Several years ago I wrote about whether or not the Saudis could be trusted, due to matters ranging from the Committee for the Promotion of Virtue and the Prevention of Vice’s Mutaween (Saudi Arabia’s religious police) to slavery to Prince Al-Waleed bin Talal. And several incidents that occurred in recent years should convince the United States Government on re-examining its relationship with the Saudis.
First, there was the murder of Saudi journalist Jamal Khashoggi, a critic of the Saudi government, including the crown prince Mohammad bin Salman. Khashoggi’s dismembered body was found in the Saudi Consulate in Istanbul, and it is said the crown prince had ordered his murder, and the Saudi Government was accused of trying to cover up the matter.
Second, there is the hacking of the cell phone of Jeff Bezos- Amazon’s founder and owner of the Washington Post. The hacking occurred after Bezos received a Whatsapp message from the crown prince. The motive for hacking Bezos’s phone is unclear, although it might be related to Khashoggi’s criticism of the Saudi Government (as well as his death), especially since Khashoggi wrote for the Washington Post.
Third, there was the attempt by Saudi agents to kidnap Abdulrahman Almutairi, another critic of the Saudi Government. What makes this attempted kidnapping particularly disturbing is the fact that it took place here in America, where Almutairi lives.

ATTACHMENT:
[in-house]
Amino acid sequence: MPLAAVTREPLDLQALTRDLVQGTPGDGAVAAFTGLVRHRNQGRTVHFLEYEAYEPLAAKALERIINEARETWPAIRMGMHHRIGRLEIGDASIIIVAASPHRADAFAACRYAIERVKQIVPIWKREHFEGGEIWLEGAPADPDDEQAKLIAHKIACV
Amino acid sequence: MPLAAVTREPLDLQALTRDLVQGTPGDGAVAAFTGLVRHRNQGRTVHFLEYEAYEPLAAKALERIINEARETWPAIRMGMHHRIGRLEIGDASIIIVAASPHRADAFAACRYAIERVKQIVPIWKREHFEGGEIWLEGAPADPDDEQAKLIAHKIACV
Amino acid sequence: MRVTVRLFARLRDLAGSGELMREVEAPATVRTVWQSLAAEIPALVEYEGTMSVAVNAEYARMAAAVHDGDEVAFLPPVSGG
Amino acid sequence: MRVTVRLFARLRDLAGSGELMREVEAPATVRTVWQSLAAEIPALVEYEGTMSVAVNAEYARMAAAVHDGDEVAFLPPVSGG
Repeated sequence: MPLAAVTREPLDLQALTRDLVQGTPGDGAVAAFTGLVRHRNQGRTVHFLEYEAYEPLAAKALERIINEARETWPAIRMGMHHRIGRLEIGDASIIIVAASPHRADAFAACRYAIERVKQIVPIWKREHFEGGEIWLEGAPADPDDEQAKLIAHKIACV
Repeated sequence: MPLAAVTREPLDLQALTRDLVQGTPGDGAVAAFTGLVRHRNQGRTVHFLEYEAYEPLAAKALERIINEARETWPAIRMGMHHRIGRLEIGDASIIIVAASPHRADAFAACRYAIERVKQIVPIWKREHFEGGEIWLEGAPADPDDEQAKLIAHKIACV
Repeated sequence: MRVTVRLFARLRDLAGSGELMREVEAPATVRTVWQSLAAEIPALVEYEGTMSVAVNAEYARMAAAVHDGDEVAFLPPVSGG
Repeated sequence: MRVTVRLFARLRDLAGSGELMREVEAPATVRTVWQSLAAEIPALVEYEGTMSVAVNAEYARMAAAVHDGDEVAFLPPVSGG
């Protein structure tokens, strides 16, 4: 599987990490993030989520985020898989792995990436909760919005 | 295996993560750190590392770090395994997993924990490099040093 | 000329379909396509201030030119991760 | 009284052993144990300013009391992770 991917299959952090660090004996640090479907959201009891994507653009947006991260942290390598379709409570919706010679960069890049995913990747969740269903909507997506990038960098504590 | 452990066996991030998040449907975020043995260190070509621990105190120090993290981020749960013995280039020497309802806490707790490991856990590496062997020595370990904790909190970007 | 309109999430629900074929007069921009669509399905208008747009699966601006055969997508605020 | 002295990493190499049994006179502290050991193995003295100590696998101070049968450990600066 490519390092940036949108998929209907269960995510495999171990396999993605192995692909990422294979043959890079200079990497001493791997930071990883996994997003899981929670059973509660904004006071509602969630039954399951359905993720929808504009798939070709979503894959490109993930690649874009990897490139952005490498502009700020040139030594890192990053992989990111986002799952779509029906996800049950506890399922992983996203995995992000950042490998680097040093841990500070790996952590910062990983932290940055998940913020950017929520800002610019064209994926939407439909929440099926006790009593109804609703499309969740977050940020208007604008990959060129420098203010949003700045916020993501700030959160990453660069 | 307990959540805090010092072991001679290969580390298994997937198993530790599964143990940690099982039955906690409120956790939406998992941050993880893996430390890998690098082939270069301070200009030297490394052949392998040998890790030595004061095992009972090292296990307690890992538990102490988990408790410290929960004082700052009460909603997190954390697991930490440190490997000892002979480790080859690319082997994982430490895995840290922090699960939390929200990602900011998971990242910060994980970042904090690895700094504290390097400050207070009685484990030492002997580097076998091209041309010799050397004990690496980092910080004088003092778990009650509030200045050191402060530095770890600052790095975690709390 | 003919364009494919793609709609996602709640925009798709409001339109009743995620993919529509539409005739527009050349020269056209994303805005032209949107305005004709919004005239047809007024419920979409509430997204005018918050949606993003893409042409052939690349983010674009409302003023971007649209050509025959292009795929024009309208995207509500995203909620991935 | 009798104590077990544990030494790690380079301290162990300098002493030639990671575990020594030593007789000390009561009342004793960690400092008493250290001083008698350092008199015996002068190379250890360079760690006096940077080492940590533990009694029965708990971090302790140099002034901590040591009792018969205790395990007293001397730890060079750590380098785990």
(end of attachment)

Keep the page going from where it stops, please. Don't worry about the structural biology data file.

There have also been other attempts to intimidate critics of the Saudi Government. The cell phone of Omar Abdulaziz (a Saudi activist living in Canada) was infected with spyware, and his friends and relatives had either been arrested or had “disappeared” to his activism. Meanwhile, photographer and activist Danah Al-Mayouf has also been targeted by Saudi agents.
It is apparent the Saudis are willing to silence their critics no matter what country they live in. Such a frightening scenario is similar to what Muammar al-Gaddafi did when he was dictator of Libya, extending his tentacles across the globe to eliminate dissidents. It is also psychological warfare — dissidents living in fear regardless of where they live.
Finally, there is the fact that the Saudi Government has helped its citizens accused of crimes committed while living here in the United States escape justice. One such case is that of Abdulrahmeen Sameer Noorah, who was charged in 2016 with manslaughter, felony hit-and-run, and reckless driving after fatally hitting a fifteen-year-old with his car but managed to flee the United States with the help of the Saudi Government. And who knows how many other Saudis accused of a crime have fled the U.S. with the help of their government?
Such incidents are further proof that America needs to re-examine its ties with the Saudis.